By Brian Riley
LIU Post has recently implemented a Digital Early Warning System, which alerts students of their poor performance in classes. Faculty members can report student progress to a portal on My LIU, which automatically sends a message to the student and the student’s success coach or enrollment services counselor.
According to Lori Knapp, LIU’s Deputy Vice President of Academic Affairs, this system is meant to increase student awareness about their performance in classes. “It is understood in higher education that student persistence and retention are linked to engagement and early success in the classroom,” said Knapp.
Although this system has been in place since day one of the spring 2015 semester, it was used university-wide for undergraduate students in the fall of 2014. In addition, a smaller pilot program ran in the spring of 2014. According to, Abby Van Vlerah, the Dean of Students, the online system replaces a paper system of warning notices that was in place in a few departments, such has athletics and the Higher Education Opportunity Program (HEOP).
Throughout the course of the semester, there are several points when a professor can flag a student. There is no specific grade that causes the warning to be sent, but faculty members can report a student based on participation, attendance, assignments, and midterm progress.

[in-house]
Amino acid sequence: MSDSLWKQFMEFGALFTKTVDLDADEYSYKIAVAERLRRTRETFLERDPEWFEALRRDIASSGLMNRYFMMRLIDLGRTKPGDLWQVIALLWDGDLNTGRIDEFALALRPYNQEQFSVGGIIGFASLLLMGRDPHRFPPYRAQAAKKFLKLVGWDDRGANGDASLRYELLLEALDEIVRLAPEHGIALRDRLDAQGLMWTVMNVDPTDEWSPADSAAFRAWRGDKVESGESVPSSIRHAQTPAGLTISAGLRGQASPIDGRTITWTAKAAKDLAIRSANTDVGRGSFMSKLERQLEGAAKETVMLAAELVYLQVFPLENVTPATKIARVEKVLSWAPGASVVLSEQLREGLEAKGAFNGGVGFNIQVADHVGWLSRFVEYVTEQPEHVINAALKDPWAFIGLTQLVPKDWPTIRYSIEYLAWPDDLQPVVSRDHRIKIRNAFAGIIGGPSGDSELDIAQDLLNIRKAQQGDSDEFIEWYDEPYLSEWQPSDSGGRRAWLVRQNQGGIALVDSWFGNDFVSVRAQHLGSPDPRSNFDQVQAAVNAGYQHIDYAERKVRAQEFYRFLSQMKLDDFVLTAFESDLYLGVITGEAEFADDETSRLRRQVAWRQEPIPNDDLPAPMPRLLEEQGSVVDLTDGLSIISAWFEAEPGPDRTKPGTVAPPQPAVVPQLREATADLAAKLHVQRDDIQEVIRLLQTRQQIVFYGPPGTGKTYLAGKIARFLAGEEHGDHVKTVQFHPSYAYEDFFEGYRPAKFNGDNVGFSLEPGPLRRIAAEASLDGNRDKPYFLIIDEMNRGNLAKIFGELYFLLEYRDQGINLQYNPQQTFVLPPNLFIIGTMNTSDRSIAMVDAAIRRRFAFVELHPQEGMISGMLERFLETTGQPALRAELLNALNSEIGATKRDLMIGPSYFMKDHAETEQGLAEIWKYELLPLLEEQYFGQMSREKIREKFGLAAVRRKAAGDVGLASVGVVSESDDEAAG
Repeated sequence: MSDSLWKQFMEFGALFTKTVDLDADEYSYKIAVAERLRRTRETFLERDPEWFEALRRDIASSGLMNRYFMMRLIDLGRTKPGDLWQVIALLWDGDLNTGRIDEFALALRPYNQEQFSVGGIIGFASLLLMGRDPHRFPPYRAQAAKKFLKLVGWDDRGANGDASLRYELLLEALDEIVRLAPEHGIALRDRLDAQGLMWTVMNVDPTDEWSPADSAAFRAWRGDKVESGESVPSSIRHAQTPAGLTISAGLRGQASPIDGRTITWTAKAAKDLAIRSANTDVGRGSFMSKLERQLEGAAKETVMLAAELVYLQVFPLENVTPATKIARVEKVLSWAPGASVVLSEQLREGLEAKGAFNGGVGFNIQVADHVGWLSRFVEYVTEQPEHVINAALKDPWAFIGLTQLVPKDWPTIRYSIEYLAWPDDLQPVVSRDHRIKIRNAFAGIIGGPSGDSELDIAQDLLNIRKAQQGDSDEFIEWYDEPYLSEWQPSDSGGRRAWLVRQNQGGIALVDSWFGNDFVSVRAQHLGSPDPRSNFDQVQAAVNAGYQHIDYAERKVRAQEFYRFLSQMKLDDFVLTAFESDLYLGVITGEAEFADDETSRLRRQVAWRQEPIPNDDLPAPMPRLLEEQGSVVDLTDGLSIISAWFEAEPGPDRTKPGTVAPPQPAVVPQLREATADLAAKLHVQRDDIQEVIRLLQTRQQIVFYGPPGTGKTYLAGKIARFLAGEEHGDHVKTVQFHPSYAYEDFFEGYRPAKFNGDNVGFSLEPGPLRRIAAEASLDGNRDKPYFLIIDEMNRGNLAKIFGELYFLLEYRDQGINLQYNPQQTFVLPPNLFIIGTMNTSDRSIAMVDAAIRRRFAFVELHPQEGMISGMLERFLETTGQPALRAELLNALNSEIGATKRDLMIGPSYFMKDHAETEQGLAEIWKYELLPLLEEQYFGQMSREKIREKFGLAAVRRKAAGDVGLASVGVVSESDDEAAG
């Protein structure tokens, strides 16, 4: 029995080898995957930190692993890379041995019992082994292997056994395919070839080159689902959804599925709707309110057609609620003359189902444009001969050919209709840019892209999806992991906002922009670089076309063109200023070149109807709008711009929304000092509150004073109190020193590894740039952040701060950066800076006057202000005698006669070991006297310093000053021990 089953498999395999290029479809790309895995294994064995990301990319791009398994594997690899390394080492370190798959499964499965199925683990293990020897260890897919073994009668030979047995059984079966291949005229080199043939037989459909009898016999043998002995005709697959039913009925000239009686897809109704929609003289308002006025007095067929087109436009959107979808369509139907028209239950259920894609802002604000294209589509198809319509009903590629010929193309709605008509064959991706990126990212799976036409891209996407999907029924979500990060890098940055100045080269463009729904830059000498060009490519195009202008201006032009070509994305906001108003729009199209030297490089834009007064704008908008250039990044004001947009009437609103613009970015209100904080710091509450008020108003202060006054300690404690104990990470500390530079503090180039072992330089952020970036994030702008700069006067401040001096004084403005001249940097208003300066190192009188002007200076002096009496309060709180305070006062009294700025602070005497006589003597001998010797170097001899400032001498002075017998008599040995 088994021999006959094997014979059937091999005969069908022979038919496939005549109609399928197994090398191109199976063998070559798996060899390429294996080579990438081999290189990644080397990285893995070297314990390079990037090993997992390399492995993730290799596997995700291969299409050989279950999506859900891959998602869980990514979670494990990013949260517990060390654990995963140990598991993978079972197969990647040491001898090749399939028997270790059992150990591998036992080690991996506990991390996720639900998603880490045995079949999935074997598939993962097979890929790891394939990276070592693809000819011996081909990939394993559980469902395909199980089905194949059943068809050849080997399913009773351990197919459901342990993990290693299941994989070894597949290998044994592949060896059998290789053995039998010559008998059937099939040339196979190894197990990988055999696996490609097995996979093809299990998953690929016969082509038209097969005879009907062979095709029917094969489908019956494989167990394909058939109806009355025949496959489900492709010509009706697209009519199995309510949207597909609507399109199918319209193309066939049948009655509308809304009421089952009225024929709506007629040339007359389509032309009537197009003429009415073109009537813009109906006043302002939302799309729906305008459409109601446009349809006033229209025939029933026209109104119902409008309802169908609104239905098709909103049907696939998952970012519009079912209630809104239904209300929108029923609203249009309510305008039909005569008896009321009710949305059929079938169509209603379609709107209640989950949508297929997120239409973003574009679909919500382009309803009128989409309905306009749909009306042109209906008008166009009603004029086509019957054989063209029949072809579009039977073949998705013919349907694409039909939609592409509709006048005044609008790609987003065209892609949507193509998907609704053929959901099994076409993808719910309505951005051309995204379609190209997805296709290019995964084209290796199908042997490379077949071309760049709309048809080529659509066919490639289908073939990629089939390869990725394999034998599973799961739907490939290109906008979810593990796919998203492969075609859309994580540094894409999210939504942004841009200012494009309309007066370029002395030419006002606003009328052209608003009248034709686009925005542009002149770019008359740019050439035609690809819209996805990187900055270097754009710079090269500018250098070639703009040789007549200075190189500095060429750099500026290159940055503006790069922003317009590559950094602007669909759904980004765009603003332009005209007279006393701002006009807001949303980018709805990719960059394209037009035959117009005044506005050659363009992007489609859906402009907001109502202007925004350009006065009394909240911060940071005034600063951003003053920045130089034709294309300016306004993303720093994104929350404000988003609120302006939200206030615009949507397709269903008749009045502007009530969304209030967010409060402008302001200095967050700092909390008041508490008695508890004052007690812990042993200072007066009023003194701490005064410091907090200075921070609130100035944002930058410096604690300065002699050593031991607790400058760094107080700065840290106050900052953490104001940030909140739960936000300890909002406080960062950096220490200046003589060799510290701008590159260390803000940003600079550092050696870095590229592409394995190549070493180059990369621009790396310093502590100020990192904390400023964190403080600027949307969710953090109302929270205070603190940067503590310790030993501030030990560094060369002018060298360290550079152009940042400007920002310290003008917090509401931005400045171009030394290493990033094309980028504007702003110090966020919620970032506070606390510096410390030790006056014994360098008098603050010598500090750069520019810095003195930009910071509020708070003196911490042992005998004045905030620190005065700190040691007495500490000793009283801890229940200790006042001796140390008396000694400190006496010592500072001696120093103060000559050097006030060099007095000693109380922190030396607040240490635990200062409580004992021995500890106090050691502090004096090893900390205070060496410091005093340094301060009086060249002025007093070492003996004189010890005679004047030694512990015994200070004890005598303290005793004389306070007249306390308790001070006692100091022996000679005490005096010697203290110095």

Benjamin Gerdes, Assistant Professor in the Media Arts Department, is one of the professors who has used the new system. So far, he has only used the alert system for the attendance aspect. Gerdes believes that the system is not perfect, but has the potential to be of assistance to a student.
“It would probably be very difficult to develop a progress system for all classes, but in general, it’s good to have a progress marker,” Gerdes said. The only drawback, according to Gerdes, is the limited feedback that the professor can send to the student and academic counselor.
Senior Broadcast major Yaritza Abreu agrees, and thinks a larger amount of feedback would benefit the students. “I would prefer a descriptive comment; I don’t want an operator telling me I’m failing,” said Abreu. Abreu is indifferent to the delivery of the message, but believes it is beneficial, saying, “It gives students a chance to pick up their slack.”